All Old Ideas are New Agian

I have been a writer for a long time, and a reader longer. One of the things that I took away from my years of study is that when it comes to story arcs, nothing is new. That plot twist you had in mind? Somebody else has done it already, and probably better. It’s not about creating a new idea, it’s about how well you hide your sources (and recognize them if the opportunity presents itself organically) and how well you actually tell the story.

The Internet has a content problem┬ábut people are – at least to my eyes – slow to recognize the fallacy in pretending that our ideas are new. They aren’t. Wil openly admits that RCS is not a new concept. And SEO’s and websites in general are starting to see that problem – with more than 13 billion pages indexed you’d have think we ran into it sooner.

We did see and recognize the crap content to an extent when Google took an axe to content farms, but we’re also seeing it now with large publications. How does your content add value when there are 500 other posts about the “Top x things to do in y place”? Not very well, even if you are the New York Times.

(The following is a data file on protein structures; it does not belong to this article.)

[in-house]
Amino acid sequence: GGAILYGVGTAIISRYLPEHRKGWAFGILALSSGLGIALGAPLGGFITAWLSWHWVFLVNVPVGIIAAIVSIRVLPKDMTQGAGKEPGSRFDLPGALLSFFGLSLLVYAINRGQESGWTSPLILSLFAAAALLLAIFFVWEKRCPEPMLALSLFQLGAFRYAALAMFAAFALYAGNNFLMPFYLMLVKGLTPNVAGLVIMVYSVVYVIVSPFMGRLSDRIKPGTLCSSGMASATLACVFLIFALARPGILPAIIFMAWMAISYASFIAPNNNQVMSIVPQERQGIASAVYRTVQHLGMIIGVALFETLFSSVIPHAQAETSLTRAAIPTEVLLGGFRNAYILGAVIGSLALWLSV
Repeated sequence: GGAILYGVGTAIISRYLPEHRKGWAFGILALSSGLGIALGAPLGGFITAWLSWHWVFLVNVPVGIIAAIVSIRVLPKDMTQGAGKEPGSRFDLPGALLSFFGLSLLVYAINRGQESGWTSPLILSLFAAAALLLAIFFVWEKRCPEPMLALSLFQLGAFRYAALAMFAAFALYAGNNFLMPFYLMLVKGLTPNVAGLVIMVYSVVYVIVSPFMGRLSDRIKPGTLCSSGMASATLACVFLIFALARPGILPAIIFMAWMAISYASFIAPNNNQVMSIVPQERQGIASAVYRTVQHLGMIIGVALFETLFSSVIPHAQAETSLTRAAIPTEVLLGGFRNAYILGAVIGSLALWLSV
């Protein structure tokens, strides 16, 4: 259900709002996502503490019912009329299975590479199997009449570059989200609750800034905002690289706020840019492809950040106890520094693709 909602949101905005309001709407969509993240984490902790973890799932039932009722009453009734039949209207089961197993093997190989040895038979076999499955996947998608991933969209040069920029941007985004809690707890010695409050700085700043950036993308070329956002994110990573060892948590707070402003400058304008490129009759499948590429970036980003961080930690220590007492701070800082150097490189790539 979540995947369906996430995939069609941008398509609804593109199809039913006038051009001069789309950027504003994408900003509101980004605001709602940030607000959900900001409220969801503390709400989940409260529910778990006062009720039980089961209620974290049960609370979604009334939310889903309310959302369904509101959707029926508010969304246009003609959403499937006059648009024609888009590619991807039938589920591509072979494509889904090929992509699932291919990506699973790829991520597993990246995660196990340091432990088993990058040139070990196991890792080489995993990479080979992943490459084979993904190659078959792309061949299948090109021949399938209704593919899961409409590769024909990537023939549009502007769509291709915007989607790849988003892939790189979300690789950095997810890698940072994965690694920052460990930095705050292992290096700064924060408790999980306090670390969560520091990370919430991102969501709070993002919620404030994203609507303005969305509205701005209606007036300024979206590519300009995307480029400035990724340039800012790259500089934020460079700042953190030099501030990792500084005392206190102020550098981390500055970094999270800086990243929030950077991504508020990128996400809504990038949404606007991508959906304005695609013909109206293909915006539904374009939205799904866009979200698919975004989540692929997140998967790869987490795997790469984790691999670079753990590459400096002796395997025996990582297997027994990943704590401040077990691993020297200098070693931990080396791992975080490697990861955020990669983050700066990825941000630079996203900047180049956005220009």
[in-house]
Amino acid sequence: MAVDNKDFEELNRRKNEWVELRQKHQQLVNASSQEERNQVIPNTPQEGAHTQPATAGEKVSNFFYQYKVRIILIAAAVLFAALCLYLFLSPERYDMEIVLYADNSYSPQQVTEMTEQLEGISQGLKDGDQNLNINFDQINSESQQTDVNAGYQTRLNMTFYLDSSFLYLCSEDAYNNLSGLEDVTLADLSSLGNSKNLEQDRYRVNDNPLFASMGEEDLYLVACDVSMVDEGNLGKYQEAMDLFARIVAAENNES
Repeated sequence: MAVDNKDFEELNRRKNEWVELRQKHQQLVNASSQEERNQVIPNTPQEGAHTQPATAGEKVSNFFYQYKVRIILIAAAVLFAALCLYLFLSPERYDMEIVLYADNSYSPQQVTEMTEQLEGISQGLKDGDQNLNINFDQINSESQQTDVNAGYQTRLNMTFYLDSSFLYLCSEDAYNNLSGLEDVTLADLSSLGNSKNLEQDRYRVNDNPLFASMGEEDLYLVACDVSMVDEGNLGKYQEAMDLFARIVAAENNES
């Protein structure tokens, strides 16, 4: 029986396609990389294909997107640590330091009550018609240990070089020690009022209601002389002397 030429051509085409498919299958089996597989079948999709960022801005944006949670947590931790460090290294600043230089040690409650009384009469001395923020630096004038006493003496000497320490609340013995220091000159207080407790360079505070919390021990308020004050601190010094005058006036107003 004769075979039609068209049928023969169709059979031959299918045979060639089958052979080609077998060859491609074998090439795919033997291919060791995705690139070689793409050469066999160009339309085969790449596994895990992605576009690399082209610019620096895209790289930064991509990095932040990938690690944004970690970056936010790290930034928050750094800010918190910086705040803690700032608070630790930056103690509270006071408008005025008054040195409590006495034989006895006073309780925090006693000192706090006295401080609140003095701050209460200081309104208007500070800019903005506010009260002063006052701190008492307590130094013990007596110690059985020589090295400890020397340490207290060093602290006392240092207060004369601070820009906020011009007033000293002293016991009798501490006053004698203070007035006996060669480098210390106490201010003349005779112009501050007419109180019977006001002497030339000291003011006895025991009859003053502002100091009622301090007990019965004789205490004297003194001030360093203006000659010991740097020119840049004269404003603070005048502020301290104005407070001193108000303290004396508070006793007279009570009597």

Where is the value in your content, what are you offering to people that differentiates you from the billion other sites out there in your niche? Do you have unique research? First hand experience? I’m not sure which direction web content is going – we’re definitely heading towards more long form content, but I can see us swinging the pendulum either to more research based or more personalized, and I can see it going both ways dependent on the industry. It’s hard to be personal about accounting, but it’s easy to be personal about travel.

Where do you see the value in content being created now and in the future?

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